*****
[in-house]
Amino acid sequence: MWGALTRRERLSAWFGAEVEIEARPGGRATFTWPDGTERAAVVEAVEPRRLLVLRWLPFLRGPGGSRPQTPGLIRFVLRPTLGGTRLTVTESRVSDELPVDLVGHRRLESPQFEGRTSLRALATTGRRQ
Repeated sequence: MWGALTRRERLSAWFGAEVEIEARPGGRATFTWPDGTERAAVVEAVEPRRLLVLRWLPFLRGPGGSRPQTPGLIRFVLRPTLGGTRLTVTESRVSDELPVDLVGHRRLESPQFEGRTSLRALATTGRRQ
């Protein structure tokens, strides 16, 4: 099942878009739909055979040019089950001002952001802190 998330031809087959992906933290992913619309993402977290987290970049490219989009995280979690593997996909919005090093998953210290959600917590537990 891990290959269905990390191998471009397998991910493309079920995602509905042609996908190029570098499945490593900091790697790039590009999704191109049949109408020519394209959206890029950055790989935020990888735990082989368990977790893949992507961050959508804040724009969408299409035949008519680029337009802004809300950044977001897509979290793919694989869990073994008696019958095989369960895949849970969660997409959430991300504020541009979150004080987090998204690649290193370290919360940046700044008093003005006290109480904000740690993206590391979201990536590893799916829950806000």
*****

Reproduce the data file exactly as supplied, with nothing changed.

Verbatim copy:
[in-house]
Amino acid sequence: MWGALTRRERLSAWFGAEVEIEARPGGRATFTWPDGTERAAVVEAVEPRRLLVLRWLPFLRGPGGSRPQTPGLIRFVLRPTLGGTRLTVTESRVSDELPVDLVGHRRLESPQFEGRTSLRALATTGRRQ
Repeated sequence: MWGALTRRERLSAWFGAEVEIEARPGGRATFTWPDGTERAAVVEAVEPRRLLVLRWLPFLRGPGGSRPQTPGLIRFVLRPTLGGTRLTVTESRVSDELPVDLVGHRRLESPQFEGRTSLRALATTGRRQ
């Protein structure tokens, strides 16, 4: 099942878009739909055979040019089950001002952001802190 998330031809087959992906933290992913619309993402977290987290970049490219989009995280979690593997996909919005090093998953210290959600917590537990 891990290959269905990390191998471009397998991910493309079920995602509905042609996908190029570098499945490593900091790697790039590009999704191109049949109408020519394209959206890029950055790989935020990888735990082989368990977790893949992507961050959508804040724009969408299409035949008519680029337009802004809300950044977001897509979290793919694989869990073994008696019958095989369960895949849970969660997409959430991300504020541009979150004080987090998204690649290193370290919360940046700044008093003005006290109480904000740690993206590391979201990536590893799916829950806000």